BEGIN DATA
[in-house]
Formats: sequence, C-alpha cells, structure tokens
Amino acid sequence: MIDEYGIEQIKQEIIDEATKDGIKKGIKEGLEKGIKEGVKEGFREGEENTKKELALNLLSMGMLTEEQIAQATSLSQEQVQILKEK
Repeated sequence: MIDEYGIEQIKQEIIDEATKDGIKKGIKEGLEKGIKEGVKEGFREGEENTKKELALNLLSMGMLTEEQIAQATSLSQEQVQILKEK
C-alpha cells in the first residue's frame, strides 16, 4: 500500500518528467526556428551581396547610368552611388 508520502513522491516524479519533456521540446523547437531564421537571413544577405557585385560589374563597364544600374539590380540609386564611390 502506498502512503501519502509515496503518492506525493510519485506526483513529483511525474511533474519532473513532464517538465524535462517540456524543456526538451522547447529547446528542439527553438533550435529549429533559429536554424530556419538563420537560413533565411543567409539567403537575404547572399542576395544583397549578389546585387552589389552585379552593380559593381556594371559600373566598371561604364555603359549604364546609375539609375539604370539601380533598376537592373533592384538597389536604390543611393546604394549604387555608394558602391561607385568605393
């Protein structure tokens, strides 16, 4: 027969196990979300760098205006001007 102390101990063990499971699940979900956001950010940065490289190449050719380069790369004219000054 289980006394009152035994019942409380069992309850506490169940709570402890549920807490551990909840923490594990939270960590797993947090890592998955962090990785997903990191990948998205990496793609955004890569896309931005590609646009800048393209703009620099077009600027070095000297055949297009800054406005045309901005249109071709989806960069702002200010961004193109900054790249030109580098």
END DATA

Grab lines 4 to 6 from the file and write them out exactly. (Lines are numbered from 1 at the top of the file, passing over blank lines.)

Repeated sequence: MIDEYGIEQIKQEIIDEATKDGIKKGIKEGLEKGIKEGVKEGFREGEENTKKELALNLLSMGMLTEEQIAQATSLSQEQVQILKEK
C-alpha cells in the first residue's frame, strides 16, 4: 500500500518528467526556428551581396547610368552611388 508520502513522491516524479519533456521540446523547437531564421537571413544577405557585385560589374563597364544600374539590380540609386564611390 502506498502512503501519502509515496503518492506525493510519485506526483513529483511525474511533474519532473513532464517538465524535462517540456524543456526538451522547447529547446528542439527553438533550435529549429533559429536554424530556419538563420537560413533565411543567409539567403537575404547572399542576395544583397549578389546585387552589389552585379552593380559593381556594371559600373566598371561604364555603359549604364546609375539609375539604370539601380533598376537592373533592384538597389536604390543611393546604394549604387555608394558602391561607385568605393
């Protein structure tokens, strides 16, 4: 027969196990979300760098205006001007 102390101990063990499971699940979900956001950010940065490289190449050719380069790369004219000054 289980006394009152035994019942409380069992309850506490169940709570402890549920807490551990909840923490594990939270960590797993947090890592998955962090990785997903990191990948998205990496793609955004890569896309931005590609646009800048393209703009620099077009600027070095000297055949297009800054406005045309901005249109071709989806960069702002200010961004193109900054790249030109580098």